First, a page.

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Walls along the staircase leading to the St. Louis fire chief's second-floor office are lined with portraits of Sherman George's predecessors. The pictures are mostly in black and white, but they're certainly more white than black.
Some look Irish and some look German, but none look like George, the city's first African-American fire chief. And George is obviously proud to be first. Articles from the St. Louis Post-Dispatch and Jetmagazine announcing his 1999 appointment as chief are mounted in the lobby of his office, complete with pictures of a beaming George taking the reins of a department for which he's worked for more than 30 years. When he was appointed, the chief said he would work on narrowing racial gaps in the fire department, but he wouldn't be able to close them. That's certainly proved true, and any honeymoon is long over.
The chief this month released a report on four fires that resulted in 13 injuries in the span of three weeks in January and February. The contents of the report ordered by Mayor Francis Slay surprised no one: Firefighters screwed up by not following safety rules, and their commanders goofed by not adequately assessing danger before sending their charges into harm's way. Recommendations in George's report also aren't surprising: Increase safety training and review the department's standard operating procedures to make sure the mistakes aren't repeated.
On paper, the mistakes look stupid. Firefighters were trapped in a burning building because they didn't put ladders up to allow them to escape through windows. Firefighters failed to wear protective hoods. A trapped firefighter jumped from a window and landed on -- and injured -- a battalion chief who was telling him to stay put until a ladder arrived. Everyone who was injured is a department veteran with more than five years of experience, and George says he doesn't know why firefighters and officers who should know better made so many mistakes. There won't be any discipline this time for employees who didn't follow safety procedures, but future mistakes might bring consequences, George says, including reductions in employee performance ratings and terminations.
Public Safety Director Sam Simon's reaction to George's report is hardly enthusiastic. "I felt it was an attempt by the chief and his staff to be as objective as they could about their own people," says Simon, who is George's boss. Is that objective enough? "We're continuing to assess that," answers Simon, who says nothing in the report surprised him. "This isn't like a one-time report and then we stop and say, 'OK, that solved everything.' This is a work in progress." There may be more reviews and reports, Simon says, although he hasn't decided exactly what is needed. "I haven't talked to the chief substantively about that," he says.
Even before the mayor announced the investigation, George ordered firefighters to make written statements before leaving the accident scenes, and the chief based his report on those written statements. Dan Sutter, president of Local 73 of the International Association of Fire Fighters, which represents mostly white department members, faults the chief for not interviewing firefighters. Simon says Sutter may have a point. "I think there's always room, at this point, to keep exploring it," Simons says. "If all the people who were involved or all the people who had something to offer were not either interviewed or asked to write something, that's the more prevalent issue for me."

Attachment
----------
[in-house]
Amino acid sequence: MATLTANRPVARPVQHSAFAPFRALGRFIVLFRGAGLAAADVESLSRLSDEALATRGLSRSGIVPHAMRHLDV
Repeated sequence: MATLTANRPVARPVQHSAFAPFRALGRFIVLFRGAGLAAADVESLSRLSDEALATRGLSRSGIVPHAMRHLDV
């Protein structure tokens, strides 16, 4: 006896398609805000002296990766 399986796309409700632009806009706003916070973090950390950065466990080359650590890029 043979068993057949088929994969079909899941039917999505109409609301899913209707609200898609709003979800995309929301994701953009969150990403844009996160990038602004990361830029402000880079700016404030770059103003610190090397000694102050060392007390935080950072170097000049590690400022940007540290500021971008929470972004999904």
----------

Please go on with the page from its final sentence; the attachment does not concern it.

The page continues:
For months, George, whom the mayor didn't consult before announcing the investigation, has privately fretted about whether his job is in jeopardy. "His job is safe today," Simon says. "I think he's doing the best job he can do. He's got a tough job. I wouldn't put a grade on it." For his part, George is terse when asked about job security. "I get along fine with the mayor and Sam Simon," he says, without elaborating. With two firefighters dying in a fire last year, George says he doesn't know if a third strike will be his last. "You'd probably have to ask the mayor that question," he says.
Reactions to the report among the rank-and-file fall along racial lines. Sutter says he agrees with the report's recommendations, but he still faults the chief. "Now, the recommendations aren't bad, but a lot of these recommendations are things we had made recommendations for long before the injuries occurred," Sutter says. Asked to cite an example, Sutter says he couldn't recall any. George says Sutter and other critics never brought such recommendations to his attention in advance of the report. "If I'm sitting here, they won't say that because it's not true," George says. "I ask questions all the time. Why did a person get fluid in their eyes? You can ask Dan Sutter about fluid in his eye." The chief declined to say anything more about fluid in the union president's eyes.
Captain Addington Stewart, president of the Firefighters Institute for Racial Equality, to which most black firefighters belong, says he hasn't read the report and that he trusts the chief. Criticism from Local 73 members is ridiculous, he says. "They're a bunch of idiots," Stewart says. He praises the chief for ordering firefighters to write down what they did before leaving the accident scenes and relying on those written accounts to reach conclusions. "When you let the guys get back to the engine house, their stories all start to sound the same," Stewart says.